WASHINGTON — Iran has upheld its obligations under the Joint Plan of Action (JPA), paving the way for the P5+1 member states to agree to a four-month extension to the talks toward a comprehensive nuclear agreement with Tehran.

White House Press Secretary Josh Earnest wrote in a statement Friday evening that under the JPA, “as verified by the International Atomic Energy Agency, Iran has met its commitments under that initial accord — ceasing its enrichment of uranium to higher levels; taking steps to neutralize its more dangerous stockpile of nuclear material; refraining from installing more centrifuges, including its more advanced models; halting advances at its Arak reactor; and submitting to broader and far more frequent inspections of its facilities.”

Earnest downplayed the sanctions relief Iran has received thus far as “limited,” and asserted that “the overwhelming majority of our sanctions remain in force.”

Negotiators in Vienna announced late Friday that both sides of the talks had agreed upon a four-month extension of talks toward a final agreement. The JPA itself had delineated a six-month negotiations period, but allowed for an additional extension of up to six months if both sides agreed to the terms.

Earnest argued that the JPA has been successful, explaining that “by preventing Iran from making progress toward a nuclear weapon, by making its nuclear program more transparent, and by keeping the pressure on Iran, the Joint Plan of Action achieved its broader purpose – providing time and space to work toward a long-term solution that would ensure that Iran’s nuclear program will be exclusively peaceful.”

Describing prospects for a comprehensive nuclear deal with Tehran as “credible”, Earnest said that the administration along with its P5+1 partners believed that Iran had upheld its commitments under the JPA, making it possible to extend the negotiations.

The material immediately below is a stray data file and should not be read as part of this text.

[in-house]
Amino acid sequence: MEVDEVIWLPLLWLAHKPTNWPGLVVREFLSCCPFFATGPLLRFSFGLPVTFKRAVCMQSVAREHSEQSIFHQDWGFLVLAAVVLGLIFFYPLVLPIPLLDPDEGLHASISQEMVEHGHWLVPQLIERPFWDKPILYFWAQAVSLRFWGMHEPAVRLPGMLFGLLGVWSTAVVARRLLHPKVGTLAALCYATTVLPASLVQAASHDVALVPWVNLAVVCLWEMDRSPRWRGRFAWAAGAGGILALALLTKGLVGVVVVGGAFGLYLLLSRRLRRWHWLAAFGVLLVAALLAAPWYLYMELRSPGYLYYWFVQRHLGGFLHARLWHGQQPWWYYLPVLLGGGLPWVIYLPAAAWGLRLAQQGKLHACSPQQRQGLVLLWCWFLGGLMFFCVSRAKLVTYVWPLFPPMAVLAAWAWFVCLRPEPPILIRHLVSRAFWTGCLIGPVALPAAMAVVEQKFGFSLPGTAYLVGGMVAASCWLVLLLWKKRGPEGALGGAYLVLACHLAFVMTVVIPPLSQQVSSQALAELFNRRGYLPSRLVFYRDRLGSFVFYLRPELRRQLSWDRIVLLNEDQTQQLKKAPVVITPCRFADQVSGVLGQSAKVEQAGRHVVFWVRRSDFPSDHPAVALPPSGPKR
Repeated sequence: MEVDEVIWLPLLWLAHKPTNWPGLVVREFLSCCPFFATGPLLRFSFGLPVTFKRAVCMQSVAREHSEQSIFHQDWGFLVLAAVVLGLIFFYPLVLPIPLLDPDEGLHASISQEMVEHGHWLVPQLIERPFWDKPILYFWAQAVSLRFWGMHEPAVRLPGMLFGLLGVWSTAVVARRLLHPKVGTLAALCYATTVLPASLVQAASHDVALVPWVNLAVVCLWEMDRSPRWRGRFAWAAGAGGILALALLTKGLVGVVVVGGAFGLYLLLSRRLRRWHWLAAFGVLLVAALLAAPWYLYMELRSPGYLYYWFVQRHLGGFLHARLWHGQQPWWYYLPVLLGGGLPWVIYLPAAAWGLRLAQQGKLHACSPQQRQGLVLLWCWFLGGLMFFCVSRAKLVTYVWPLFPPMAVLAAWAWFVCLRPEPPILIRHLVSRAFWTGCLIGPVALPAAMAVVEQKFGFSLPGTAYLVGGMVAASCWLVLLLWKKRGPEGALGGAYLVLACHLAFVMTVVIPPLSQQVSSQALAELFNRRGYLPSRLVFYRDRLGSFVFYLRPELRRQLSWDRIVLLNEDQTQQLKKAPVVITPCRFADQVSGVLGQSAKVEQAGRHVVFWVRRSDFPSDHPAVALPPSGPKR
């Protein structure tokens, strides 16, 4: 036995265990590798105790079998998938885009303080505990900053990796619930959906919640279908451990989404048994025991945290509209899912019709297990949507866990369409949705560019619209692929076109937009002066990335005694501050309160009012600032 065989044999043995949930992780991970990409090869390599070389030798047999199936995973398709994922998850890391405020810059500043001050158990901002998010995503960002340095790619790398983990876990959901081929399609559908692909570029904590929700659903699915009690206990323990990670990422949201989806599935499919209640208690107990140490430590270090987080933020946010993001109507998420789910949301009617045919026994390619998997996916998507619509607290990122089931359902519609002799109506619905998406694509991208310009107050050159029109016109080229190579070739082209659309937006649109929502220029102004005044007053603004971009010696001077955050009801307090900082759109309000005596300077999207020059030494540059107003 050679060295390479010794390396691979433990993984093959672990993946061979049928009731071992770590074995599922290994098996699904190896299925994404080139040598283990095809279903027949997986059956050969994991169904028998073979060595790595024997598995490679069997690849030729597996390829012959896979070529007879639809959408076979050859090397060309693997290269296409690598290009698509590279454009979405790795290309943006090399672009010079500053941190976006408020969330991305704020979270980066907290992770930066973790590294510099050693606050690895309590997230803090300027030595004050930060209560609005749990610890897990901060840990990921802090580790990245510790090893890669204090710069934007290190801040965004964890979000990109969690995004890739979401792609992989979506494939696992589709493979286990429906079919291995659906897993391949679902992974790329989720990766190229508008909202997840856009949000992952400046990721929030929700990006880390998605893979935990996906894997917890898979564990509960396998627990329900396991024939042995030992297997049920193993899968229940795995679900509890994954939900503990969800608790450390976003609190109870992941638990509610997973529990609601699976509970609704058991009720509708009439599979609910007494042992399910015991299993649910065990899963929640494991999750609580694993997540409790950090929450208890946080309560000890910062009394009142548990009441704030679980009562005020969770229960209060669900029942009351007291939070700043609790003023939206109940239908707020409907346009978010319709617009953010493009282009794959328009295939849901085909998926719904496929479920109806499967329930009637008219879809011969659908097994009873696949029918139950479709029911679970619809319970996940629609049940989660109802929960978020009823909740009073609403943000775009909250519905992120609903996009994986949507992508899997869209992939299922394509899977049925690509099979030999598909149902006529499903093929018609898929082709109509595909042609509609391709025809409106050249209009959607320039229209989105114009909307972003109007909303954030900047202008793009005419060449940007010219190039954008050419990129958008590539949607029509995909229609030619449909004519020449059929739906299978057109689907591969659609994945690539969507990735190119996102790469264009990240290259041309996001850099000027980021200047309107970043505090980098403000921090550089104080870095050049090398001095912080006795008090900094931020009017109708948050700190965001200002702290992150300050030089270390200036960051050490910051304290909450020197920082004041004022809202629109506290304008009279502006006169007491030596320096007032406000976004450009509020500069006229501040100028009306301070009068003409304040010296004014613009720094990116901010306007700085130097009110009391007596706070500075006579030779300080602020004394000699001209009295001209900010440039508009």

Earnest delineated US goals in the negotiations – to reach a comprehensive deal “that addresses the various pathways Iran could take to obtain a nuclear weapon, by imposing strict limits on Iran’s enrichment capacity and facilities, eliminating our proliferation concerns with its Arak reactor, and establishing additional verification measures that will help us detect any covert activities or attempts to breakout as quickly as possible.”

On the background of earlier critiques that the administration had not been consulting sufficiently with either Congress or key regional allies, including Israel and the Gulf states, Earnest emphasized that the administration had worked in close consultation with both Capitol Hill and allies. In recent days, senior administration officials have held closed-door talks with select members of Congress to brief them on the status of talks.

Earnest stressed the urgency of resolving what he described as “one of the most pressing national security issues of our time.”

“We will not accept anything less than a comprehensive resolution that meets our objectives, which is why it is necessary for negotiations to continue,” Earnest concluded. “By moving forward, we will be able to preserve international unity, continue to halt the progress of Iran’s nuclear program, and pursue a comprehensive resolution that is coming into shape.”